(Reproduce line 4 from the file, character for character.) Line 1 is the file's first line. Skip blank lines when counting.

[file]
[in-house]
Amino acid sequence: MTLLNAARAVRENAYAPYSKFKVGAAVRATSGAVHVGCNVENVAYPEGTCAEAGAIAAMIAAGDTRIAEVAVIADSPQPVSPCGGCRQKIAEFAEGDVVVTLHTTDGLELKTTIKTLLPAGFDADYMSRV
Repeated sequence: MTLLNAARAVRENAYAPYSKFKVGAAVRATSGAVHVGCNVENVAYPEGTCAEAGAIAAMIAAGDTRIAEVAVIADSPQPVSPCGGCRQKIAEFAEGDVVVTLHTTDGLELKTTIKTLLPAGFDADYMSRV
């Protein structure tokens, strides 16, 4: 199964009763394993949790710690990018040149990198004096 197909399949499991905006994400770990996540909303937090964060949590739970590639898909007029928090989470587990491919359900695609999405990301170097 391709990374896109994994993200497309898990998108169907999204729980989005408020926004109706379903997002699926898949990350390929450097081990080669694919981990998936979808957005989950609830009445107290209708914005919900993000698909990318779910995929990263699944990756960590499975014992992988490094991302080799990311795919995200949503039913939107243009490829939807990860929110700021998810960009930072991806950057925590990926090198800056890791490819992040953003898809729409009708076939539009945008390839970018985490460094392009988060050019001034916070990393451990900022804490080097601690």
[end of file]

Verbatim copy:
């Protein structure tokens, strides 16, 4: 199964009763394993949790710690990018040149990198004096 197909399949499991905006994400770990996540909303937090964060949590739970590639898909007029928090989470587990491919359900695609999405990301170097 391709990374896109994994993200497309898990998108169907999204729980989005408020926004109706379903997002699926898949990350390929450097081990080669694919981990998936979808957005989950609830009445107290209708914005919900993000698909990318779910995929990263699944990756960590499975014992992988490094991302080799990311795919995200949503039913939107243009490829939807990860929110700021998810960009930072991806950057925590990926090198800056890791490819992040953003898809729409009708076939539009945008390839970018985490460094392009988060050019001034916070990393451990900022804490080097601690």